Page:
“By honestly acknowledging your past errors, but never damning yourself for them, you can learn to use your past for your own future benefit.” —Albert Ellis and Robert A. Harper,A Guide to Rational Living, Third Edition, p. 194
“Correction is grievous unto him that forsaketh the way: and he that hateth reproof shall die.” —Proverbs 15:5
“Every man without passions has within him no principle of action, nor motive to act.” —Claude Helvetius
“Failure doesn’t have anything to do with your intrinsic value as a person.” —Albert Ellis and Robert A. Harper, A Guide to Rational Living, Third Edition, p. 206
“For whom the Lord loveth he chasteneth, and scourgeth every son whom he receiveth.” —Hebrews 12:6
“If we eliminated all errors, we would also eliminate much discovery, art, insight, learning, and creativity that results from facing errors.” —Kevin Everett FitzMaurice
“If ye endure chastening, God dealeth with you as with sons; for what son is he whom the father chasteneth not?” —Hebrews 12:7
“My son, despise not the chastening of the LORD; neither be weary of his correction:” —Proverbs 3:11
“No one wants advice–only corroboration.” —John Steinbeck
“Some people like my advice so much that they frame it upon the wall instead of using it.” —Gordon R. Dickson
“The great pleasure in life is doing what people say you cannot do.” —Walter Bagehot
“The happiest excitement in life is to be convinced that one is fighting for all one is worth on behalf of some clearly seen and deeply felt good.” —Ruth Benedict
“The trouble with most of us is that we would rather be ruined by praise than saved by criticism.” —Norman Vincent Peale
“When receiving correction, the wise seeks to learn and the fool seeks to justify with excuses.” —Kevin Everett FitzMaurice
Quotations from Scripture on Counseling
“A wise man will hear, and will increase learning; and a man of understanding shall attain unto wise counsels:” —Proverbs 1:5
“Where no counsel is, the people fall: but in the multitude of counselors there is safety.” —Proverbs 11:14
“The way of a fool is right in his own eyes: but he that hearkeneth unto counsel is wise.” —Proverbs 12:15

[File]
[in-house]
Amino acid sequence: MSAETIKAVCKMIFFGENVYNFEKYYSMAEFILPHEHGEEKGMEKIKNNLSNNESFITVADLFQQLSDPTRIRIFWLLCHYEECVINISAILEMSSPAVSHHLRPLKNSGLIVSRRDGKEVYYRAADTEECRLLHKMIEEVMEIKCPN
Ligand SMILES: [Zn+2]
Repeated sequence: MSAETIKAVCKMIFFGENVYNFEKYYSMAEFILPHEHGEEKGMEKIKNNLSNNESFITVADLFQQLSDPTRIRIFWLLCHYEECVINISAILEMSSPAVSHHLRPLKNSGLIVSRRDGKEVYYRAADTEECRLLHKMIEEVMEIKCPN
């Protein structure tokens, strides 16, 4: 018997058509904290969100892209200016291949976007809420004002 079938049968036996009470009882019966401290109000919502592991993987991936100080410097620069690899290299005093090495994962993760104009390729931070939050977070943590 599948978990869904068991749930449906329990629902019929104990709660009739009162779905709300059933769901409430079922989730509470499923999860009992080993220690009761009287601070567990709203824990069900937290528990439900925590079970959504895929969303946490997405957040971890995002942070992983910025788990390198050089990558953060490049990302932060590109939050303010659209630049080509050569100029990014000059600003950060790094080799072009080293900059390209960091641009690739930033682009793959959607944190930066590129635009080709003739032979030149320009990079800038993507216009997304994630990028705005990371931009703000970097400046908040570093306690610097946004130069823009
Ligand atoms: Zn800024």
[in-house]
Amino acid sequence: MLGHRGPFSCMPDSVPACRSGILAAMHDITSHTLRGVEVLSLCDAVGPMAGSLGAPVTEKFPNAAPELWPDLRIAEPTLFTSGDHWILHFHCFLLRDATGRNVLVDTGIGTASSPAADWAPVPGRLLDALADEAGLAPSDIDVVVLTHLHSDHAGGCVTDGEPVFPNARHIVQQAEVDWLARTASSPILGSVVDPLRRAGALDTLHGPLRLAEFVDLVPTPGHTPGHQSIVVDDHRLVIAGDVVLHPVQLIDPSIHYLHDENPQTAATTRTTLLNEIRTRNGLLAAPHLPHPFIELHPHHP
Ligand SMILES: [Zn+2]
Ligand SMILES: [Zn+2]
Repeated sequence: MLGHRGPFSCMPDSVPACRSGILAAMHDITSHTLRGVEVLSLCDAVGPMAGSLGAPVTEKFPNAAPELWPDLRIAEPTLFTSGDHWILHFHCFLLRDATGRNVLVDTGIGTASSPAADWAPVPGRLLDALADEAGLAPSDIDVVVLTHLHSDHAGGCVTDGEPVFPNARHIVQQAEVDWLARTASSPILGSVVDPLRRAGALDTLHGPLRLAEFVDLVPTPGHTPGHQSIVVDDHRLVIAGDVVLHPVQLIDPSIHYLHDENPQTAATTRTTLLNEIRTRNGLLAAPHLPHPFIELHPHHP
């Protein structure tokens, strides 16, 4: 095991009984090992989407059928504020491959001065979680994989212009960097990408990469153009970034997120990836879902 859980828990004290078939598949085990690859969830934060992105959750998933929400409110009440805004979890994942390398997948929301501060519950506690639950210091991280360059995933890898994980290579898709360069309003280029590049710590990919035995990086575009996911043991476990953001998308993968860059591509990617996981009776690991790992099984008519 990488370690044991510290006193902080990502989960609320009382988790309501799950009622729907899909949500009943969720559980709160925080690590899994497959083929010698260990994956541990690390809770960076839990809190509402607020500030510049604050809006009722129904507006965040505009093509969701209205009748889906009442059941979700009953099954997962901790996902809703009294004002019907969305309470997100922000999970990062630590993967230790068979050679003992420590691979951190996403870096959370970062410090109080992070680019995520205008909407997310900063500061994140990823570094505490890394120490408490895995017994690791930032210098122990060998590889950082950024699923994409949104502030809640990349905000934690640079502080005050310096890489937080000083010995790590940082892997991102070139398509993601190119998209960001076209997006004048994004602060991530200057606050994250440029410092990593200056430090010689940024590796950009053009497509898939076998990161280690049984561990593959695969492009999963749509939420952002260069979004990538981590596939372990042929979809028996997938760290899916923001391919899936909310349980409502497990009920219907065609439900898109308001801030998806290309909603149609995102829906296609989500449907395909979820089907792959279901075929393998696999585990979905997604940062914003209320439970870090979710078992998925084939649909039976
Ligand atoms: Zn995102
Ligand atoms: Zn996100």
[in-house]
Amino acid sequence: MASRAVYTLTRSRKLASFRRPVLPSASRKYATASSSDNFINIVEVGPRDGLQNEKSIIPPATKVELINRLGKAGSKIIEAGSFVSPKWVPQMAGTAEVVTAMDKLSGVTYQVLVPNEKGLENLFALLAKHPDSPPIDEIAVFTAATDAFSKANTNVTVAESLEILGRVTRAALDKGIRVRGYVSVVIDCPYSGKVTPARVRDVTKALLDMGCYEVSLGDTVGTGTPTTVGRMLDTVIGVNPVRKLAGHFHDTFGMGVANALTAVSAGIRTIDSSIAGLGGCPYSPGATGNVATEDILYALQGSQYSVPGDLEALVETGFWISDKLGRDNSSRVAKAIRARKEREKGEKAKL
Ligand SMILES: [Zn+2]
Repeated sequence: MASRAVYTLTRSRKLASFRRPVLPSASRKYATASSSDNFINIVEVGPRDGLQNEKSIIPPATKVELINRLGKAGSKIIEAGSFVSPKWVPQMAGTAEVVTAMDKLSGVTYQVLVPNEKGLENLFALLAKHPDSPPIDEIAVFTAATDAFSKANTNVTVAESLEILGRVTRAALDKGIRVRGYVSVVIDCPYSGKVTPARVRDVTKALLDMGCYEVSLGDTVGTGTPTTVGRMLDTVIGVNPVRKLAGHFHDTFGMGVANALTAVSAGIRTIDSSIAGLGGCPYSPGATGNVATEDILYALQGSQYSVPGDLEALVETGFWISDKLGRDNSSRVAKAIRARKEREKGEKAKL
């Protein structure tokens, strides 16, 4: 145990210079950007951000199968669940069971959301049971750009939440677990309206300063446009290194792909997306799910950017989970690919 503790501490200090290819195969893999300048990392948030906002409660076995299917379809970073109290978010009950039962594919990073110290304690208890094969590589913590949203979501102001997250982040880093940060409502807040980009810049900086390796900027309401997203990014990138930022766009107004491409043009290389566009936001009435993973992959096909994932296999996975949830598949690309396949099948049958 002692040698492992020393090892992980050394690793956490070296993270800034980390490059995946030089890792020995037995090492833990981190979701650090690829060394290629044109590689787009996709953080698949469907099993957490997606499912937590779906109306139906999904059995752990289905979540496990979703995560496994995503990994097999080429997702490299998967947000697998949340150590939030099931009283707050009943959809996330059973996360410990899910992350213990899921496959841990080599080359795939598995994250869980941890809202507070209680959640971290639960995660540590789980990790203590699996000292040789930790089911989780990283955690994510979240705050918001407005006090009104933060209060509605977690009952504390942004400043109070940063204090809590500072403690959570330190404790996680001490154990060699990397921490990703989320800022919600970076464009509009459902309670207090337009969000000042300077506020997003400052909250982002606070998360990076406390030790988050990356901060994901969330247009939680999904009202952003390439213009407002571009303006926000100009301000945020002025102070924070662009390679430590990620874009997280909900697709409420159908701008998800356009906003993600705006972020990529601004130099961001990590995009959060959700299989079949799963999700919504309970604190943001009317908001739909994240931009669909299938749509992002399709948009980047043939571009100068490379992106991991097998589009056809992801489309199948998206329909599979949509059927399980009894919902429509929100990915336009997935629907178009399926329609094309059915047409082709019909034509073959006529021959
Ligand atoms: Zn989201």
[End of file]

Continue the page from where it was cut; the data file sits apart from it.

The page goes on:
“Deceit is in the heart of them that imagine evil: but to the counselors of peace is joy.” —Proverbs 12:20
“Without counsel purposes are disappointed: but in the multitude of counselors they are established.” —Proverbs 15:22
“Hear counsel, and receive instruction, that thou mayest be wise in thy latter end.” —Proverbs 19:20
“Every purpose is established by counsel: and with good advice make war.” —Proverbs 20:18
“Take counsel, execute judgment; make thy shadow as the night in the midst of the noonday; hide the outcasts; bewray not him that wandereth.” —Isaiah 16:3
“Extol not thyself in the counsel of thine own heart; that thy soul be not torn in pieces as a bull [straying alone.]” —Ecclesiasticus 6:2
“As timber girt and bound together in a building cannot be loosed with shaking: so the heart that is stablished by advised counsel shall fear at no time.” —Ecclesiasticus 22:16
“Give not over thy mind to heaviness, and afflict not thyself in thine own counsel.” —Ecclesiasticus 30:21
“A man of counsel will be considerate; but a strange and proud man is not daunted with fear, even when of himself he hath done without counsel.” —Ecclesiasticus 32:18
“And let the counsel of thine own heart stand: for there is no man more faithful unto thee than it.” —Ecclesiasticus 37:13
“Let reason go before every enterprise, and counsel before every action.” —Ecclesiasticus 38:33
“Gold and silver make the foot stand sure: but counsel is esteemed above them both.” —Ecclesiasticus 40:25